Starring:Russell Crowe, Ban Affleck, Rachel McAdams, Helen Mirren, Jeff Daniels

Director:Kevin Macdonald

Writer(s):Matthew Michael Carnahan, Tony Gilroy

Cinemtography:Rodriego Pereto

Original Score:Alex Heffes

Running Time:127 Mins.

To say State of Play had a troubled road to the screen would be an understatement, initially set to star Fight Clubteam Brad Pitt and Edward Norton, it was hampered with a script written just prior to the writers strike, due to this Pitt dropped out citing issues with said script. Norton then followed suit as a delay in shooting meant his scheduling did not permit for his involvement. Leaving the producers high and dry, thankfully Russell Crowe came aboard to save the day, followed by Ben Affleck in the Norton role. Two none more different actors as replacements, I think you would agree.

With a history this troubled you would be right to be dubious, however Russell Crowe is undoubtedly a better actor than Pitt and as such we should be blessed that he replaced him. Bigger than ever crow is back to his best, all the usual journalist cliches are present and correct, the hard drinking, the scruffy misdemeanour, the devil may care attitude and the crusade for justice, by any means, these things though are all surface, beyond this lies a subtle and nuanced turn.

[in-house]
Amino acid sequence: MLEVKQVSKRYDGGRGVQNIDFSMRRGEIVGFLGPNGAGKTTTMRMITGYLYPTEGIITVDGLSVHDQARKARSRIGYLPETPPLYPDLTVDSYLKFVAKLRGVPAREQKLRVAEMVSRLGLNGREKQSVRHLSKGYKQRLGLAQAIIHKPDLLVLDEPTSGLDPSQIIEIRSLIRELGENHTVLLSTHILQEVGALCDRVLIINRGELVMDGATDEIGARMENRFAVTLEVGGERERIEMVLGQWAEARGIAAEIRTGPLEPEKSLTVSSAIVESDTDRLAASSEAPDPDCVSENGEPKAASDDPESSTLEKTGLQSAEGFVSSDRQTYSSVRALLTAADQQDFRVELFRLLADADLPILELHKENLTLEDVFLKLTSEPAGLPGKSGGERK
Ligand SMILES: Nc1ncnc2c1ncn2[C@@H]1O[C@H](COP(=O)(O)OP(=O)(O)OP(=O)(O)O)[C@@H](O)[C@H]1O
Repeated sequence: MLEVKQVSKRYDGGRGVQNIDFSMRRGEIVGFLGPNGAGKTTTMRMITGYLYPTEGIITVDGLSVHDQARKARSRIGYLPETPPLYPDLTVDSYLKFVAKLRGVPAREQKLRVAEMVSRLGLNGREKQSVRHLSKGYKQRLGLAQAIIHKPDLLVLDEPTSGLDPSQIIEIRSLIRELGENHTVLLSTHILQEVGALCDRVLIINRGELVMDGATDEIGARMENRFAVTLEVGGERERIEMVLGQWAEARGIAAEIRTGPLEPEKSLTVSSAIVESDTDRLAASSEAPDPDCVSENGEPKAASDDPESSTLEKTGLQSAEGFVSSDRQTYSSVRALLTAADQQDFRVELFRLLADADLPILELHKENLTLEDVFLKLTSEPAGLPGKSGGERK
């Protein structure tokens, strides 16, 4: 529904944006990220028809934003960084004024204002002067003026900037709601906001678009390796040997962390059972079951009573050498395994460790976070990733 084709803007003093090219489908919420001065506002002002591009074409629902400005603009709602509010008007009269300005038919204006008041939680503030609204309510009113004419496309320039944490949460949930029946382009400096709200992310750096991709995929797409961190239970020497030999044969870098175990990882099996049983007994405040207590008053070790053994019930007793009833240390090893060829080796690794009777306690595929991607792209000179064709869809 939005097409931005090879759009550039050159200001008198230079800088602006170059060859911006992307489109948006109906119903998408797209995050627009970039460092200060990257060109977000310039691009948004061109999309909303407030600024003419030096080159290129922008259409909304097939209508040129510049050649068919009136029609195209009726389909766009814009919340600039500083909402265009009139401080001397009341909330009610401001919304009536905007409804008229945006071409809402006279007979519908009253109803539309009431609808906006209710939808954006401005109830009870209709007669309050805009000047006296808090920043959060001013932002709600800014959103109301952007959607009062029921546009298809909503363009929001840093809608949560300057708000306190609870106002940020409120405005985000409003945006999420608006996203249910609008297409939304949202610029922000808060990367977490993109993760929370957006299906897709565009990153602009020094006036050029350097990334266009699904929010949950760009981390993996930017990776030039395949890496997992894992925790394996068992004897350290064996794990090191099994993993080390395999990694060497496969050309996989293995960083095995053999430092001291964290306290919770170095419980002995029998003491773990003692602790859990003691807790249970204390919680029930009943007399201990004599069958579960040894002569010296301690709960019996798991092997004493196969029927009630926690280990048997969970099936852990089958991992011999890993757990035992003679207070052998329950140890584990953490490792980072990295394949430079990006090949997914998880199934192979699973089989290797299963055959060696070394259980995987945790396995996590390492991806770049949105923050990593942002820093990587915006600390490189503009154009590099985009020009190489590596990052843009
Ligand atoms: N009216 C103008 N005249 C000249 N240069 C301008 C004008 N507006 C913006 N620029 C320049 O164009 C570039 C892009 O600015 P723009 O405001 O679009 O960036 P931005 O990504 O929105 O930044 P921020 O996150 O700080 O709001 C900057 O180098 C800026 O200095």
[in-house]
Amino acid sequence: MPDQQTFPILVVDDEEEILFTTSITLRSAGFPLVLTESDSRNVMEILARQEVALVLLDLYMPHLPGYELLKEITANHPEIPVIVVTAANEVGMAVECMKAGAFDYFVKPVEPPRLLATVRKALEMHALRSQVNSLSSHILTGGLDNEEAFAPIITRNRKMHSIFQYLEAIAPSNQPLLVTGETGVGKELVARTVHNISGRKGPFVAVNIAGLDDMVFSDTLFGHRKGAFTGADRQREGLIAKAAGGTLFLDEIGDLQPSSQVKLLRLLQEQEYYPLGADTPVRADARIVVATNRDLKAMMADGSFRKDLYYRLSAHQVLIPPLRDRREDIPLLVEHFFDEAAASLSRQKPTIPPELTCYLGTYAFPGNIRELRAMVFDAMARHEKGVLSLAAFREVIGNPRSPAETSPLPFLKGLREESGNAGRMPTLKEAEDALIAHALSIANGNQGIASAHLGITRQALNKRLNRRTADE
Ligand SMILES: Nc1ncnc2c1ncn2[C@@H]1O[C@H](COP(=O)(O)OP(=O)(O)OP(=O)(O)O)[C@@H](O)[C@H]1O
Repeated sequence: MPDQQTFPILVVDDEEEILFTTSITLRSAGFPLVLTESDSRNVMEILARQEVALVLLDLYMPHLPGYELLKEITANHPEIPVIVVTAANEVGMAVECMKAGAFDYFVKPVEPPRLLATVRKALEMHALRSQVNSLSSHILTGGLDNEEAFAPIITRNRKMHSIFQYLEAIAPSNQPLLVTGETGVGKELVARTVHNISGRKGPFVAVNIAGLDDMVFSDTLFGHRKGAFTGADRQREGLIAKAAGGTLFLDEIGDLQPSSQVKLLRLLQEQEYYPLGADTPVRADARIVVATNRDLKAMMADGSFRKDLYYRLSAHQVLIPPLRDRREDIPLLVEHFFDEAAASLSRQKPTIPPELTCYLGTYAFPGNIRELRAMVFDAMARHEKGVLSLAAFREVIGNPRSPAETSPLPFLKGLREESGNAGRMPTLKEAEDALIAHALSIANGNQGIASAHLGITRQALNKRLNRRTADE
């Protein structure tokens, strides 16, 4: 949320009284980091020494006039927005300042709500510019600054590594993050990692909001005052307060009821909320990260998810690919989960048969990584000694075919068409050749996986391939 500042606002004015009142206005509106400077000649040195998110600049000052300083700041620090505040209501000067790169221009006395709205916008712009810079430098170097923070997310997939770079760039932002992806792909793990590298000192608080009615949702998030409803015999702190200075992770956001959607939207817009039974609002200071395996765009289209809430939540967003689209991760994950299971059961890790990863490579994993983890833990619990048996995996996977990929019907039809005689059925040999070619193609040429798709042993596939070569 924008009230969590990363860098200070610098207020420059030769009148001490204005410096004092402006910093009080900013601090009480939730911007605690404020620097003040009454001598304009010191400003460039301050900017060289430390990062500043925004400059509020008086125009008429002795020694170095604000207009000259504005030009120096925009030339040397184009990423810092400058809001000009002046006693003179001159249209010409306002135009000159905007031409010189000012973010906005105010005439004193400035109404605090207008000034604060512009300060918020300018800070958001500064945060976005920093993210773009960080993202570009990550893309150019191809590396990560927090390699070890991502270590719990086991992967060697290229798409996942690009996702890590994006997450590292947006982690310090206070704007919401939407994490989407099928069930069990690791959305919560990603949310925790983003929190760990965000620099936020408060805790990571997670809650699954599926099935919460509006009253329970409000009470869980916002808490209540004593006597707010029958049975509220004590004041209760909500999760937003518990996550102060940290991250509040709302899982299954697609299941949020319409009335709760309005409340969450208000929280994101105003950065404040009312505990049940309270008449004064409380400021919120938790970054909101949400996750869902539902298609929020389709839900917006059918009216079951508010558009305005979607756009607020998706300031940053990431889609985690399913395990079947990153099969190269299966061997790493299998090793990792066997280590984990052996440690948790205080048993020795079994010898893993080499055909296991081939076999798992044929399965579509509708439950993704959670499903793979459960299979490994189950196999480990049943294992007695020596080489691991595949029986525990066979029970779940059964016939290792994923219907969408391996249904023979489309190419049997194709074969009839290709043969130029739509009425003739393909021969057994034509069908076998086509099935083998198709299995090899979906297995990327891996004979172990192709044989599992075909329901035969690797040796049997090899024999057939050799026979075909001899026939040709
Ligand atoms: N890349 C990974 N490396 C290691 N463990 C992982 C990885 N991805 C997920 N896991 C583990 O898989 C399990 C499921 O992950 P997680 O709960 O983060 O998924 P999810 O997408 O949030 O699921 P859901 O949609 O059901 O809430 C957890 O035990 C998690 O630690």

It is performances like Crowe’s here, as reporter Cal, that go unnoticed at awards season, because they are not real people and are far from grand-standing. I’d tip my hat to him for turning in one of the best and most accomplished turns of the year.

Sadly the same can’t be said of the starry support cast, Helen Mirren does very little other than say “tosser” a lot, which is fine because shes British, and a woman! Rachel McAdams holds her own against Crowe but is given very little to do other than play modern to Crowe’s doing things the old way. The only other stand out is a late and all too brief role for Jason Bateman, predictably very good Bateman gives a very serious film some lightness when it is needed, that’s not to say he can’t act his socks off like everyone else, just that he has the character to match.

And then there is Affleck,while he has seen his star on the rise, again, lately withHollywoodland and particularly in directing the outstanding Gone Baby Gone,he is very subtle here, to the point where he will barely register on considering the film afterwards. This is no bad thing, for the role of the senator was potentially a showy one, something which Affleck resists in doing. In contrast to this Macdonalds diretcion IS suitably showy, bringing the frantic pace here as he did in The Last King of Scotland. But for all that is good something is lacking, and despite a twist at the end it all seems rather predictable.


State of Play holds its own as a thriller akin to All The Presidents Men, if not in that standard for its flaws. Crowes performance alone makes this the film it is, just a shame it’s not better.